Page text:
Yellow mimosa against a clear blue sky
Mimosa is associated with clear blue skies, notably the Cote d'Azur in the south of France, where wealthy people from northern Europe used to enjoy the same benign winter climate that encouraged a great show of this most spectacular tree.
One quite popular kind of mimosa has been flowering since before Christmas. The plant in question is not the true florists' mimosa, which is Acacia dealbata, but a closely related species, Acacia baileyana with more silvery grey-green leaves.
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The latter is smaller, quicker to flower, and hardier, surviving and flowering much further inland, usually given the benefit of a warm, sunny wall, and is known as the Cootamundra wattle. Wattle is a common name used for many species of acacia in its native Australia.
The true mimosa is an unusual tree seen in coastal gardens. If you live near the east coast, you may have noticed the showy yellow flowers of the mimosa but more a few kilometres from the coast, you are unlikely to have seen this tree. In a mild garden, this fine tree can grow to 10 metres or so, its smaller relative about half that height.
The tree would be a beauty if it never flowered, but it does with very showy, delicate, fluffy light yellow sprays. The mimosa generally appears in florists' shops early in the new year. These cut flowers usually originate in southern France and Italy where the weather warms up earlier than here. In fact, this tree has become semi-wild in parts of warm countries owing to their suitable climate conditions.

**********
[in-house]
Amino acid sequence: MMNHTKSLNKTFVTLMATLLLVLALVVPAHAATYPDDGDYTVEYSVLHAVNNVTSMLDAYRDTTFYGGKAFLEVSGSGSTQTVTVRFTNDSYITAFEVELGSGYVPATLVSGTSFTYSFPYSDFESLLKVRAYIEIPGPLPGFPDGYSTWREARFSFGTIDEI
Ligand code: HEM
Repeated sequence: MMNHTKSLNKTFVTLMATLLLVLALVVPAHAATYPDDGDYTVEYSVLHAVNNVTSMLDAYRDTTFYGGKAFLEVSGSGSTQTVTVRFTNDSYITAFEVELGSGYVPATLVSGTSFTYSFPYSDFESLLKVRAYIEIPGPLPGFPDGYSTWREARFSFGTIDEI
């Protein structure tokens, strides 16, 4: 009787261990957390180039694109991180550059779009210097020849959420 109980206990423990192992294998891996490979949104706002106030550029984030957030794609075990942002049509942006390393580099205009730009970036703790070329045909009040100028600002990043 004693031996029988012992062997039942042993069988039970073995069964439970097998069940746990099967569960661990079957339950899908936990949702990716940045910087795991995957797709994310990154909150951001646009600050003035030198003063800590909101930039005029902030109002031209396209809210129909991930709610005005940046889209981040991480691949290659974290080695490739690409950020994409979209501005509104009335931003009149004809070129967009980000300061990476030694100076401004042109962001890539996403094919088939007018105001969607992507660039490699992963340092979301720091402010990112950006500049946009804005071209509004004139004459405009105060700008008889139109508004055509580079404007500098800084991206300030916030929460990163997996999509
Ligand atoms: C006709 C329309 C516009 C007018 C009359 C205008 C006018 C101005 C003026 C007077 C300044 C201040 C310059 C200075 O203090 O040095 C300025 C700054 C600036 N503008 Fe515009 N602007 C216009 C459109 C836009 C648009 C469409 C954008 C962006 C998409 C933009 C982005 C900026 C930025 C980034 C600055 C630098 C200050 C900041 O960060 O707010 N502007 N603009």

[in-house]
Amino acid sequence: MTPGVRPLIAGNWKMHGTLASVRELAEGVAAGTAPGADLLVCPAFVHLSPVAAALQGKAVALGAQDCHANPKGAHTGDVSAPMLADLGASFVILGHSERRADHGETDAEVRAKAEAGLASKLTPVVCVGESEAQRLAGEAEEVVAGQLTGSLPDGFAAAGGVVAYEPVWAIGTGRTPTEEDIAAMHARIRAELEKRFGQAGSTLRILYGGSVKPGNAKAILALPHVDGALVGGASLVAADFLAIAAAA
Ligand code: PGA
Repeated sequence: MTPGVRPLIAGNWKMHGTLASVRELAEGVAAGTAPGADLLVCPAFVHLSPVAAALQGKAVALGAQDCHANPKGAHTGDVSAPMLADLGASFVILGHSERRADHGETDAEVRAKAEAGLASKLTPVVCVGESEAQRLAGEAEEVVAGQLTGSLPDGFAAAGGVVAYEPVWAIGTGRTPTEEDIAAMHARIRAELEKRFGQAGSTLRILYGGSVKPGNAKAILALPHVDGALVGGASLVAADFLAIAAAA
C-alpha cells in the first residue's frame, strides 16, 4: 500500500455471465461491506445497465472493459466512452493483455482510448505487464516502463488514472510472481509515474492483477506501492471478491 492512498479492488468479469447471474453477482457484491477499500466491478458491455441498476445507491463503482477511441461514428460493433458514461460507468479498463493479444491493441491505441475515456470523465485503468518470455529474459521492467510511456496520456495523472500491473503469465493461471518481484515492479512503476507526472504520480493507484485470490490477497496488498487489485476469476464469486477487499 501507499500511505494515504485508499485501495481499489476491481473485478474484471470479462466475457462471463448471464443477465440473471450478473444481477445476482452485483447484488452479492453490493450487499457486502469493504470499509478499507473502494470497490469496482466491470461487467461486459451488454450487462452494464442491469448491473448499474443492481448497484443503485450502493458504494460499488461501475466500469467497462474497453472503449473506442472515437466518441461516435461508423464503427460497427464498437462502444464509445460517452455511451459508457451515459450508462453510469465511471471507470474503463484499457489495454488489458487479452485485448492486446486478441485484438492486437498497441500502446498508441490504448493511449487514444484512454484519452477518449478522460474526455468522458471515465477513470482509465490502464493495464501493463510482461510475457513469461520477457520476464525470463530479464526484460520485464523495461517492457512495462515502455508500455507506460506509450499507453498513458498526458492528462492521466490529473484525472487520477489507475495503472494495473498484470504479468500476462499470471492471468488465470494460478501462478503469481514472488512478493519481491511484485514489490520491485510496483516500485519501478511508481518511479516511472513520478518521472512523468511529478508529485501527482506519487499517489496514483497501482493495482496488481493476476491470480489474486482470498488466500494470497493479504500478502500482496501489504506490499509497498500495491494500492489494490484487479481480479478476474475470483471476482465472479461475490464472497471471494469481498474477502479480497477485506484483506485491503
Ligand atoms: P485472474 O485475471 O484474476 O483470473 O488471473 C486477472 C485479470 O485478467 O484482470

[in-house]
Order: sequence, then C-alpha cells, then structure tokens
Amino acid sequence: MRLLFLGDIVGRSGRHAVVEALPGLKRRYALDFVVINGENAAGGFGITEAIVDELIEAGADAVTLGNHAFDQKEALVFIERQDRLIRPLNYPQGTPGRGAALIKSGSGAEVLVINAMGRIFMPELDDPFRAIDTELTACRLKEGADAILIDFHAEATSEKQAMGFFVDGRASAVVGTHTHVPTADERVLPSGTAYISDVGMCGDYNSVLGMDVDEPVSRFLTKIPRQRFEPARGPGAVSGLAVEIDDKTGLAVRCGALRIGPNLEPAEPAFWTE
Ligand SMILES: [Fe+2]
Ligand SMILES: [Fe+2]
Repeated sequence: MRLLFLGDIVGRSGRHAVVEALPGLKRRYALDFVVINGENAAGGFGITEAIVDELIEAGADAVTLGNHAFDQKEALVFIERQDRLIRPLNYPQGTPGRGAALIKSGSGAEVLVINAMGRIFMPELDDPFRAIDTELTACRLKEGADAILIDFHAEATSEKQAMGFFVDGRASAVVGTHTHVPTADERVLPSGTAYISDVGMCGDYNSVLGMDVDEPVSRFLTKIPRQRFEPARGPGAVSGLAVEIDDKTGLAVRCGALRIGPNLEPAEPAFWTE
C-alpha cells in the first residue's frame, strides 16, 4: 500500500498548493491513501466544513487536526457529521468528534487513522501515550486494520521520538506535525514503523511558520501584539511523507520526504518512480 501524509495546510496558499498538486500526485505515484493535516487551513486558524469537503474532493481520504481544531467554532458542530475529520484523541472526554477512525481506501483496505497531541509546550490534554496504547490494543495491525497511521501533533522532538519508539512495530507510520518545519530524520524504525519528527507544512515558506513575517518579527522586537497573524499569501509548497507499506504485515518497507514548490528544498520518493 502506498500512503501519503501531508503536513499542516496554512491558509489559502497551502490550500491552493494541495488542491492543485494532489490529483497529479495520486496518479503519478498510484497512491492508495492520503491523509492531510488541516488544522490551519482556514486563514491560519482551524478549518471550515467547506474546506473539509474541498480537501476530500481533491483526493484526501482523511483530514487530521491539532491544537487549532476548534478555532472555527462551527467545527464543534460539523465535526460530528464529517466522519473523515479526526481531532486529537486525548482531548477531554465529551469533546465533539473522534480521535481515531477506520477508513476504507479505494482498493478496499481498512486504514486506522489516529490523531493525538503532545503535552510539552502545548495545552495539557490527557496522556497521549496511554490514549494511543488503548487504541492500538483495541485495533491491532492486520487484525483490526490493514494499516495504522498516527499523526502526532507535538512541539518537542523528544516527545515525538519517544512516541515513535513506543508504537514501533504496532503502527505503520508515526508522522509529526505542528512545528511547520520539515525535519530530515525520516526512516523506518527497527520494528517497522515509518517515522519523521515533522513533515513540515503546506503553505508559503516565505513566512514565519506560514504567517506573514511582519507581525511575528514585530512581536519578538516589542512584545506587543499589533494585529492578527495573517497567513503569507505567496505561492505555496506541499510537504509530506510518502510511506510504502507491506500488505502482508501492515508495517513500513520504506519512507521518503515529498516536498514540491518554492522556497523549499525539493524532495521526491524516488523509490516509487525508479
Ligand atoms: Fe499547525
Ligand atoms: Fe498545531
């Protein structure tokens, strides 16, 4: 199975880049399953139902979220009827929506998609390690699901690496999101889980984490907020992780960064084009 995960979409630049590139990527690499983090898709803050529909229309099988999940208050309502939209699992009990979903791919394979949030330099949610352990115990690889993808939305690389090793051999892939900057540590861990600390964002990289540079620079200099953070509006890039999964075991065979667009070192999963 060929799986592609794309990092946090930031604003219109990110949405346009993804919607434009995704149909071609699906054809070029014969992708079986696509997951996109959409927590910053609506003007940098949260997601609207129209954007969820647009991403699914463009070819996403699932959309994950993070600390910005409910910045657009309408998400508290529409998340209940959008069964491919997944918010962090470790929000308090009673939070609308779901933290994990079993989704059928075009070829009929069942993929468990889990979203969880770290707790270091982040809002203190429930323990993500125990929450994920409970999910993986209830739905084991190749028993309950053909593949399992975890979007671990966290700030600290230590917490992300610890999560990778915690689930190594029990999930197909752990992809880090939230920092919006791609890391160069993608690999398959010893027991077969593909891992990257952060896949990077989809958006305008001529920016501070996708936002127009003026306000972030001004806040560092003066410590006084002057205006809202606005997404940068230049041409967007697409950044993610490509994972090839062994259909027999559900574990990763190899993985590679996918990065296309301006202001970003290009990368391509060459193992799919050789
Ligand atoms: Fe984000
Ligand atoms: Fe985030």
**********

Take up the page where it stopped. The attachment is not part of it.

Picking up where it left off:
Being native to Australia, acacia likes mild winters and hot sunny summers. There are a couple of other species that manage to survive and flower here in mild areas, such as Acacia pravissima, with spiky stems, and there are many others not hardy enough. This one is occasionally grown as a conservatory plant and pruned after flowering.
Mimosa is a member of the pea family and, like many members of that family, it likes free-draining soil. It also likes the soil to be reasonably fertile and it will grow at a very rapid rate in the right conditions - as much as a metre a year is possible. It needs good shelter and full sunshine to make that kind of growth and it will also come into flower at a younger age when the growing conditions are good.
If the shelter is not good, the lovely ferny evergreen foliage will be badly damaged by wind and its flowering spoiled. It is not such a charming flower when its vulnerable yellow flowers are seen against a threatening steel-grey sky. The tree is usually planted in the shelter of a wall, but it is often too big for the allotted wall space and, when it grows higher than the wall, it can be damaged by gales.
All of these species of acacia are inclined to be top-heavy and can be rocked by strong winds that catch the heavy foliage. Wind rocking can break roots and the tree goes into decline, one of the main reasons for the loss of these showy plants. Planting into well-drained soil is the best prevention.